Mark , yes my thought train probably not expressed that clearly is,
1 by trying different exposures and examining the results and having found [for my eye] the best one I can then look at the histograms and get a feel for what I need to see on the histogram preview shot.
2 once I get that to that sort of fairly consistent result then that will I hope lead [ in time with practise] to being able to identify the best point to meter on to obtain that [to my eye anyway] best balanced exposure.
As far as the dog example goes I would I think have used the in camera flash turned down to -2 just to highlight the fur.
Alistair
02-02-2010, 04:53 AM   #21
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QuoteOriginally posted by ma318 Quote
Fortunately, the accuracy can be improved with a longer focal length lens. For the istD, a 148mm focal length would make the build-in spot meter a 1 degree spot meter which could be considered an excellent spot meter. Thus using a zoom lens that can zoom out to 150mm would be advantageous when using the spot meter. Zooming out to 150mm to spot meter and then zoom back down to a short focal length for the shot.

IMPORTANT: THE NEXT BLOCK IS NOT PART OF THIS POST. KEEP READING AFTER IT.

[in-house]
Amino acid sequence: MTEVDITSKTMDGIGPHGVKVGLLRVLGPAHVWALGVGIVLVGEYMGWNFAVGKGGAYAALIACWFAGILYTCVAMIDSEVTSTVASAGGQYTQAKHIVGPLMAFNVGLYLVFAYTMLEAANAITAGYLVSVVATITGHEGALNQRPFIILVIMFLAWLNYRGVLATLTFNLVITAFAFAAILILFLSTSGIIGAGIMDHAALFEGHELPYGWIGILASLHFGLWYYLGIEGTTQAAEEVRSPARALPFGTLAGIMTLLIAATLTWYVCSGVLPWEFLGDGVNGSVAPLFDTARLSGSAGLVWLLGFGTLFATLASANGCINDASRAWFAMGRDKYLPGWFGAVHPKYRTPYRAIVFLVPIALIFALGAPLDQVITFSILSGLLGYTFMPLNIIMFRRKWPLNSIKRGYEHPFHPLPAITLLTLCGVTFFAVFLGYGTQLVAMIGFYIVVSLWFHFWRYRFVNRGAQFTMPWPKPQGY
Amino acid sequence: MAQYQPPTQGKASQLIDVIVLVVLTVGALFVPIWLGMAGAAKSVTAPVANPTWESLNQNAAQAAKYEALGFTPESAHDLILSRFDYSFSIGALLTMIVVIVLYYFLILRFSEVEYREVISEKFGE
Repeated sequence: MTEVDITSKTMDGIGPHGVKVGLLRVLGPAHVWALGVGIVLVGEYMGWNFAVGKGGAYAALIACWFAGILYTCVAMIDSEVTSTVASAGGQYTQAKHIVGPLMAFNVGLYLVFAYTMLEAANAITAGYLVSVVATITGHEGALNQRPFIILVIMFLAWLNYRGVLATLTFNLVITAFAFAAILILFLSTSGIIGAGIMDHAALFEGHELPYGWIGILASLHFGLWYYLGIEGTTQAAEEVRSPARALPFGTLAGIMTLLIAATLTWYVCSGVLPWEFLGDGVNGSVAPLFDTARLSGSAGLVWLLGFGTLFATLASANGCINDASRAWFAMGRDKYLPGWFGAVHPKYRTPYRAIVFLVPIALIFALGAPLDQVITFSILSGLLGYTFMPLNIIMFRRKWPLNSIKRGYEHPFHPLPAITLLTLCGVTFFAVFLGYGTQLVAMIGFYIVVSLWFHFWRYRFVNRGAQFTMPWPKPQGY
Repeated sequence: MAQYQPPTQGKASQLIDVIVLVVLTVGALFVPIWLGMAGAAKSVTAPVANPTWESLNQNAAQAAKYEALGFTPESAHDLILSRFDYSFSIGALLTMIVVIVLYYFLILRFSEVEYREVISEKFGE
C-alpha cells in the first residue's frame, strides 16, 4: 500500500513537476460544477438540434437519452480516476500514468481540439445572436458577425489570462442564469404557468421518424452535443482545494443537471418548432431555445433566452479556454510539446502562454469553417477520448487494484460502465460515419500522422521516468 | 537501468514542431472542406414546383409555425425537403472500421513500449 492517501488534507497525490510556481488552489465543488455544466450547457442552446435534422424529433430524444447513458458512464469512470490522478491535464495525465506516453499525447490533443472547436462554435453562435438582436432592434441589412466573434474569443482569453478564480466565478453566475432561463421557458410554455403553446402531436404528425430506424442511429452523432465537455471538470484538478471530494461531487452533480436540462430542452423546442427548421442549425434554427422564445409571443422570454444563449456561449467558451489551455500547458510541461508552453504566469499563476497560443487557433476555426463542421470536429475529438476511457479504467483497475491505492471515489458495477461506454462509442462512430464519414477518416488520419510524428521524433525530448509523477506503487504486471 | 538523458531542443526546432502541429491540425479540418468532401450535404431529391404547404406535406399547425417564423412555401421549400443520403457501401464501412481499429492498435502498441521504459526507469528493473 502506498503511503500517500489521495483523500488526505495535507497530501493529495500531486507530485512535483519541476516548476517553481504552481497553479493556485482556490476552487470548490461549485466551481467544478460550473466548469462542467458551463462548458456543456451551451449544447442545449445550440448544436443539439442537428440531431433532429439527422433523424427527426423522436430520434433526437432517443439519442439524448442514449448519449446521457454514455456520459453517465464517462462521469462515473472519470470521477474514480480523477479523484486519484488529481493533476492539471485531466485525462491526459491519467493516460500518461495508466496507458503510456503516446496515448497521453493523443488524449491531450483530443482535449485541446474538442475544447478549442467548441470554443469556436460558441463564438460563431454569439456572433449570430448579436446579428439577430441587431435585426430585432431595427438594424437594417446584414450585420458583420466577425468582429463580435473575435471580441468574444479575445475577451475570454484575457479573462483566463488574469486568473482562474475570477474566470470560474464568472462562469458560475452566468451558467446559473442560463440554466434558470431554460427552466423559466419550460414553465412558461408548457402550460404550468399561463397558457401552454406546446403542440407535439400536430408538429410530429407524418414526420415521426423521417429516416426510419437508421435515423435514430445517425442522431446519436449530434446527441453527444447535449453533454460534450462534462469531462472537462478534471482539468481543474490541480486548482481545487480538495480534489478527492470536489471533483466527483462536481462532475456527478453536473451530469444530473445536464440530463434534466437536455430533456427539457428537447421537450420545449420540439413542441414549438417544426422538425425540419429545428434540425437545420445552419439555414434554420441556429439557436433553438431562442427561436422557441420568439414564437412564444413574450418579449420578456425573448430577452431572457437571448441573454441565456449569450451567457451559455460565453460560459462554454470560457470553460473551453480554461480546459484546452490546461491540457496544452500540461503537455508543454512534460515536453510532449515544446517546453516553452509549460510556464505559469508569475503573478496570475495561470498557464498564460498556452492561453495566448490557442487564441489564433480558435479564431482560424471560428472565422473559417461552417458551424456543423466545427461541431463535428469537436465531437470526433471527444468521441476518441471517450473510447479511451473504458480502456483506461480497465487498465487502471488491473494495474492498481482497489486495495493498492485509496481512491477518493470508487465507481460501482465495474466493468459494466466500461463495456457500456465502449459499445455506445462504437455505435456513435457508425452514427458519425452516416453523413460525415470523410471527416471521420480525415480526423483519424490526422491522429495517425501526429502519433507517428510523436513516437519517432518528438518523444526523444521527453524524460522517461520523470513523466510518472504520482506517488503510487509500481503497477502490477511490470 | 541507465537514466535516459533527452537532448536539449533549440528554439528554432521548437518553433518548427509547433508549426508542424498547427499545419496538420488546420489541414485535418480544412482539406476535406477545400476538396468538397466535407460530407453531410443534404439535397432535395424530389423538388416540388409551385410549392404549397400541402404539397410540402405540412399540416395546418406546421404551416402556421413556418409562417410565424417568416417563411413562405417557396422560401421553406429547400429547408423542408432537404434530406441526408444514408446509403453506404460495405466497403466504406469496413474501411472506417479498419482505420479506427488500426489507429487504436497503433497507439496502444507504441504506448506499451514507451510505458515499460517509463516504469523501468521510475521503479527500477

However, a standalone spot meter would definitely be better if one is using a wide angle fixed focal length lens.


Comparison of on-camera Spot Meters
Yes a hand held spot meter would be nice but have you seen the prices? even on Ebay very expensive.
For me the zoom option will have to suffice for now.
Alistair
02-02-2010, 04:55 AM   #22
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QuoteOriginally posted by wlachan Quote
I have never seen this being mentioned anywhere. Both Pentax DSLRs I have owned, DS & K-m, had the spot meter about 50% off position against the focus screen bracket. They were adjusted based on the AF sensors from what I can tell, which were also off by 50% from the factory. Fortunately, the meter sensors can be re-adjusted with minimal disassembling.
Alan how can you tell if the meter is off centre?
Alistair
02-02-2010, 05:49 AM   #23
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QuoteOriginally posted by adwb Quote
Alan how can you tell if the meter is off centre?
Alistair
Read the 3rd paragraph.

Spot Meter Re-alignment Photo Gallery by Alan Chan at pbase.com

02-02-2010, 06:42 AM   #24
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QuoteOriginally posted by adwb Quote
Alan how can you tell if the meter is off centre?
Alistair
It is fairly easy to judge the relatively precise position by just setting the camera to spot meter and meter a white or monotone wall w/ something like a dark plate on it. Slowly move the camera up/down and left/right watching the meter change the f stop/ speed...
02-06-2010, 04:00 PM   #25
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My k20d has a spot metering point that is a bit lower than the middle of the screen. Paint a black dot in PS and slowly move from the center outwards in every direction, noting the change in shutter speed (in Av mode). You will have outlined your metering point.